In a written statement last week, Antioch University Chancellor Toni Murdock stated that the pipe burst due to decades of deferred maintenance.

Cleanup efforts

According to Sirk last week, university maintenance workers began working Monday morning, Feb. 9, two days after the flooding, to remove standing water from the buildings.

About 60 former Antioch College community members and Yellow Springers rallied on campus that day to express their concern about the flooding, which many saw as the result of neglect of the buildings. At the rally, a Dayton-area certified microbial remediation supervisor, Bill Treasure of Turn-Key Environmental Consultants, who oversaw the remediation in Spalt Hall several years ago, stated that mold could begin growing as soon as 72 hours after the initial flooding.

Dave Summers of ServPro, a company with 1,400 franchises that specializes in remediation after water damage, toured Main Building on Monday morning, he said in an interview this week.

“There was extensive water damage. It needs to get dried,” Summers said. Based in Beavercreek, he also bid on the job, Summers said, but his firm was not chosen.

Reached on Monday, Dave Pullen of a Munters franchise in northern Kentucky, who is overseeing the Main Building cleanup job, said he had been asked not to speak to the press. However, he said, he could say that he had seen no visible signs of mold in the building.

According to Treasure of Turn-Key this week, “not seeing visible mold does not mean there is no mold problem.” Along with visibly inspecting for mold, he said, a remediation expert would often do air testing to determine the number of spores, both dead and alive, in the building. While mold may not be immediately visible, it could be dormant and become visible only in warmer weather, he said.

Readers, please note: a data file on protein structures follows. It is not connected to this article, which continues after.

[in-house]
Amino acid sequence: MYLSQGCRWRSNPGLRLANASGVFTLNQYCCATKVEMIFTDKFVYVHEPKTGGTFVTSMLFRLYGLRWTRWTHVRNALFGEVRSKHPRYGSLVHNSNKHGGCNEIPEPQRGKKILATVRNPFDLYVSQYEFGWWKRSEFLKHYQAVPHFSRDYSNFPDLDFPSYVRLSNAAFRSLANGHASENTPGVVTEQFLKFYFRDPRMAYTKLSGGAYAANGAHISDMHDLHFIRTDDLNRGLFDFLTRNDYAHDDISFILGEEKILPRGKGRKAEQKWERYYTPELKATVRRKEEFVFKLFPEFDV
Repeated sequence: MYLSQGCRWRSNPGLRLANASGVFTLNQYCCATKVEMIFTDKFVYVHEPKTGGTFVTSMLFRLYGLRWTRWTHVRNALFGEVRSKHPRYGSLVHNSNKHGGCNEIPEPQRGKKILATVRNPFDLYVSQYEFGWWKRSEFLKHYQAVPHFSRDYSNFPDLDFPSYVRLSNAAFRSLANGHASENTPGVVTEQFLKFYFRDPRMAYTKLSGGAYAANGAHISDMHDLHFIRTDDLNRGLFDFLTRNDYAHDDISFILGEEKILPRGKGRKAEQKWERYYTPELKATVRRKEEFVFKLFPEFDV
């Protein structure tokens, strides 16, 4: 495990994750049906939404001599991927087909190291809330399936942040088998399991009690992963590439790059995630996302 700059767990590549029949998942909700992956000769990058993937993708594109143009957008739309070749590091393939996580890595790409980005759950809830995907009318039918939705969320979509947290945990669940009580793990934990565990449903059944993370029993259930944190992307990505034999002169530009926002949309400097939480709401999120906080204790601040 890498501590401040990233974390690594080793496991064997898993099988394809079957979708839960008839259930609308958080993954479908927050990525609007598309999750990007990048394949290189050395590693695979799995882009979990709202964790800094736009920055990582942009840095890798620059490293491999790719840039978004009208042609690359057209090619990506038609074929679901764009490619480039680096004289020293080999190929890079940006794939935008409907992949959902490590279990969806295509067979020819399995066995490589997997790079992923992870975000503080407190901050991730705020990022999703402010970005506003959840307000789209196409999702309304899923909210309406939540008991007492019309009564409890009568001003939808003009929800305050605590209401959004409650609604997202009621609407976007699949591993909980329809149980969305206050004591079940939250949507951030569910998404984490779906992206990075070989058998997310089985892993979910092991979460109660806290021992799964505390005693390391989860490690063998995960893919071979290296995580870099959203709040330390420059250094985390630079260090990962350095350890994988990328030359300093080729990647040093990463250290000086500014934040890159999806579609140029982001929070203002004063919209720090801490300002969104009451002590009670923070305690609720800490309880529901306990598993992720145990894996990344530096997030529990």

Asked this week about air testing in Main Building, Sirk stated that workers are “testing constantly” for mold. However, Pullen this week stated his company was not conducting air testing.

While he will request that initial air testing be done if he suspects mold growth, Pullen stated that the relatively cold weather when the flood occurred — it was in the 40s — – and the historic building’s plaster walls, which inhibit mold growth, both made mold growth unlikely.

Treasure agreed with Pullen that those factors most likely worked against the growth of mold in Main Building. But the company would be wise to test the air after the drying process is complete to ensure that there is no mold present, he said.

Citizens seek investigation

A group of Greene County citizens will soon submit a petition to the Ohio Attorney General asking for an investigation of factors leading to the closure of the college and the current care of the college campus, group leaders stated at a press conference last Friday. The group is represented by Columbus attorney Robert Fitrakis.